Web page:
Worshipful Brother William Morton McQuesten, oldest son of Solon F. and Sarah A. (Morton) McQuesten, was born in North Andover, Mass., Dec. 24, 1873. He received his education in the public schools of his native town, and afterward entered the employ of the Lawrence Gas Company. Through promotions in this company, Brother McQuesten is today superintendent of the gas department. He was a Trustee of the North Andover Public Library for a term of years, and has held no other public office. He received his degrees in Cochichewick Lodge as fol¬lows : Entered Apprentice, January 7, 1898; Fellowcraft, February 4, 1898; Master Mason, March 4, 1898. A member of Mt. Sinai Chapter, Royal Arch Masons, he is also a member of Monadnock Lodge, I.O.O.F. No. 145, of Lawrence. He was Master of Cochichewick Lodge in 1909 and 1910. January 8, 1900, Brother McQuesten married Edith M. Brown, and their children are Carolyn, H. Morton, and S. Franklin. The family home is at 34 Marston Street, Lawrence.


MM 1903
Worshipful Master, 1911.

Worshipful Brother Frank Milton Blackstock was born in Amesbury, Massachusetts, February 27, 1860, the son of John H. and Henrietta Blackstock. He was educated in the grammar schools of his native town, and afterward learned the trade of hat finishing. Seeking a change of work, he became a motorman on the lines of the old Lowell Lawrence and Haverhill Street Railway, now a part of the Eastern Massachusetts Street Railway. At one time Wor. Bro. Blackstock was assistant superintendent of the Lawrence Division.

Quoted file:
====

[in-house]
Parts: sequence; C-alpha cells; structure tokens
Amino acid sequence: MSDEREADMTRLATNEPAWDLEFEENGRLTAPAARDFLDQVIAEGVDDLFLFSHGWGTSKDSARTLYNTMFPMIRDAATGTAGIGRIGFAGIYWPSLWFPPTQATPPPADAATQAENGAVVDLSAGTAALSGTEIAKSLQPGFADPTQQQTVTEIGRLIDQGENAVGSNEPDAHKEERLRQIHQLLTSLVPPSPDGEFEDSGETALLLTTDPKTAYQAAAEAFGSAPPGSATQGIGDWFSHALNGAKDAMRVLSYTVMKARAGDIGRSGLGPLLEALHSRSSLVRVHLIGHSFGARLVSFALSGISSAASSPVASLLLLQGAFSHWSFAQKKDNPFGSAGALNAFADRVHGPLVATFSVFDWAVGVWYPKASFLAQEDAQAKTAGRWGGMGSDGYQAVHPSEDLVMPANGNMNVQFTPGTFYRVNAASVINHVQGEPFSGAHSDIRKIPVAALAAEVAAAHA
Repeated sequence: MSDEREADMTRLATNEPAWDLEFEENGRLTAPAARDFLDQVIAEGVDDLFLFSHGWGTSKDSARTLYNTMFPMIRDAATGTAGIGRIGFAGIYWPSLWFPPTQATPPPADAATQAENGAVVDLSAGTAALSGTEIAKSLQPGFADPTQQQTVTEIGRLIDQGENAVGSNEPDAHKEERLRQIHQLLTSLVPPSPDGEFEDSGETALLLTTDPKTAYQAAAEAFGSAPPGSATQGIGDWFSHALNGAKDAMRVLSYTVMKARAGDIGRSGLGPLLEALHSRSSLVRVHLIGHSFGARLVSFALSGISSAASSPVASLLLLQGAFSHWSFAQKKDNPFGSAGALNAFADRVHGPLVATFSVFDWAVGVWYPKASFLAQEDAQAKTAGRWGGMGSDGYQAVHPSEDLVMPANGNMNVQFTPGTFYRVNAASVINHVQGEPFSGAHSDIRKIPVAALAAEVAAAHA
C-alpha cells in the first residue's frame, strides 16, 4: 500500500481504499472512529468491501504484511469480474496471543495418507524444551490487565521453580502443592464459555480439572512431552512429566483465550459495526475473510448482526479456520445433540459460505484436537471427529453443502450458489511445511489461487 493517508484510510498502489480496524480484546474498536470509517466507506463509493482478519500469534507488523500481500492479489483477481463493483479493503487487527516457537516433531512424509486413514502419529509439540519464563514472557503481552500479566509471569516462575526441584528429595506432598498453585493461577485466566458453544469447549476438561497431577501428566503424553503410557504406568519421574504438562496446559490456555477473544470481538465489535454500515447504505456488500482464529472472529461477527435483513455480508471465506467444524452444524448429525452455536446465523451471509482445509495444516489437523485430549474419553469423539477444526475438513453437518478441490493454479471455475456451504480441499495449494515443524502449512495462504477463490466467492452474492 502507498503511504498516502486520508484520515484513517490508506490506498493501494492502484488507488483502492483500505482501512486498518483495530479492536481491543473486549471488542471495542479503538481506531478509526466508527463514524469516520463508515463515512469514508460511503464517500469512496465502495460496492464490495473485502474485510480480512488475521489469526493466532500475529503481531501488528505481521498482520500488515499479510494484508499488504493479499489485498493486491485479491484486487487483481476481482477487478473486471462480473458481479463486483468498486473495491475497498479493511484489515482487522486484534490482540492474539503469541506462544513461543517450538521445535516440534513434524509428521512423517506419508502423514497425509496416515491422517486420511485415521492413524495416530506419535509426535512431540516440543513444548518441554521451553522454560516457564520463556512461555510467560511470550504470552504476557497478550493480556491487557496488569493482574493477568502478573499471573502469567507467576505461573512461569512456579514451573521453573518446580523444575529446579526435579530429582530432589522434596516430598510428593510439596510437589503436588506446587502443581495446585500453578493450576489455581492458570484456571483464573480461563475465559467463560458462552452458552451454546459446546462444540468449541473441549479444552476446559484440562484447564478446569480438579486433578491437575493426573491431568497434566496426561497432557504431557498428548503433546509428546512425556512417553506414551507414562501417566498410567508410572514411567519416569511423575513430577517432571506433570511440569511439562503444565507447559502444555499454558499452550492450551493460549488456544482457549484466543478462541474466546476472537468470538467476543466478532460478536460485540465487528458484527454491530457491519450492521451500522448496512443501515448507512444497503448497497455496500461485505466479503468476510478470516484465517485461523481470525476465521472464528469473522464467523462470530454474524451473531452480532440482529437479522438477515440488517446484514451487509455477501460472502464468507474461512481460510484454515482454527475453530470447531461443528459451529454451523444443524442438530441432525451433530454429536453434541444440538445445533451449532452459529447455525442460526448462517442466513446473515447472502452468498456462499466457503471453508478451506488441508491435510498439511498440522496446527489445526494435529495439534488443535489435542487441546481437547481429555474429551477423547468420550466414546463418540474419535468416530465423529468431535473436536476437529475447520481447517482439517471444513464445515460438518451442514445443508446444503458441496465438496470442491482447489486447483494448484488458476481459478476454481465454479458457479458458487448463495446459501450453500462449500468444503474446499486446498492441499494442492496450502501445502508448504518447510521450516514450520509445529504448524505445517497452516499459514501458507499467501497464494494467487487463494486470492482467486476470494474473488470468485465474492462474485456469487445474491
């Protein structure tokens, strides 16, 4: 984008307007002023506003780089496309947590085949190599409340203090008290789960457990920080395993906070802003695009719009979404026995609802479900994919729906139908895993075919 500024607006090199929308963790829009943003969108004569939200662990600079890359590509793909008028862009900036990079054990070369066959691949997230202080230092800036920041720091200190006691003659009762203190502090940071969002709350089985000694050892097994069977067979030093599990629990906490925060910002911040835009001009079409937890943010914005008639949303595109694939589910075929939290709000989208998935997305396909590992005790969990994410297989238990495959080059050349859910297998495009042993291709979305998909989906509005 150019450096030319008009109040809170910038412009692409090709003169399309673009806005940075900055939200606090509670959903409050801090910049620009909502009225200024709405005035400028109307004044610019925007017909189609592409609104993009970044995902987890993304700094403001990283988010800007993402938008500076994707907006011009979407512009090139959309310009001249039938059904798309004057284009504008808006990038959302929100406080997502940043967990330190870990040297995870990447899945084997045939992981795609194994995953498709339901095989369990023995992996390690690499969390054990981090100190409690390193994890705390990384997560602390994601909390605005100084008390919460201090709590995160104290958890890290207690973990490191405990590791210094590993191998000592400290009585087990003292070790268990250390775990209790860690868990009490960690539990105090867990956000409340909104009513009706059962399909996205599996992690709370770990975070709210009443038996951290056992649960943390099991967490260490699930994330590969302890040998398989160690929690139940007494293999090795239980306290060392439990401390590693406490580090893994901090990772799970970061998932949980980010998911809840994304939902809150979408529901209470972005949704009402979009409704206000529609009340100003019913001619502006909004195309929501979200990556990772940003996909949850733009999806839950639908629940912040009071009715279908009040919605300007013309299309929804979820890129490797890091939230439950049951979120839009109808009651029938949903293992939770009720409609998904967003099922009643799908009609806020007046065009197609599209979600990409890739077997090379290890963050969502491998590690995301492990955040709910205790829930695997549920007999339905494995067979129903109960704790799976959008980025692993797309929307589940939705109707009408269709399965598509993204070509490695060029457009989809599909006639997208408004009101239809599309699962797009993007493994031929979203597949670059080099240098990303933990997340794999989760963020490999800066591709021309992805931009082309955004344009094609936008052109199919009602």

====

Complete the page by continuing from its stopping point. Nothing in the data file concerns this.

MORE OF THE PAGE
He afterward took up farming, and is now located at Londonderry, N. H. He married Anna Louise Cooper, February 25, 1902. Their five children are, Mildred (deceased), F. Allison, Milton, Frederick, and Beatrice. Wor. Bro. Blackstock became a member of Cochichewick Lodge in 1903, taking his Entered Apprentice degree April 10, 1903, Fellowcraft, May 8, 1903, and Master Mason, June 5, 1903. He was Master of his Lodge for the year 1911.


MM 1905
Worshipful Master, 1912, 1913.

Worshipful Brother William Edward Helliwell, third I and youngest son of Edward and Ann E. (Hall) Helliwell, was born September 23, 1878, at Leeds, England. His father was a woolen manufacturer, and a member of several Masonic bodies. He was educated at St. Peter's schools, Morley, Yorkshire, England, and afterwards learned the woolen business. He served in the English Army in South Africa during the Boer War, 1901 and 1902. He came to the United States in 1902 and located North Andover in 1903. In 1910 he married Miss Jennie M. King of Lawrence. During his seventeen years in North Andover he was a member of St. Paul's Church, clerk of the parish, and a vestryman for several years. He had a license from Bishop Lawrence as lay-reader. For several years he was a member of the Advisory Board of the Town of North Andover, also a member of the School Committee, a charter member and one of the founders of the North Andover Club, and a past President of that organization.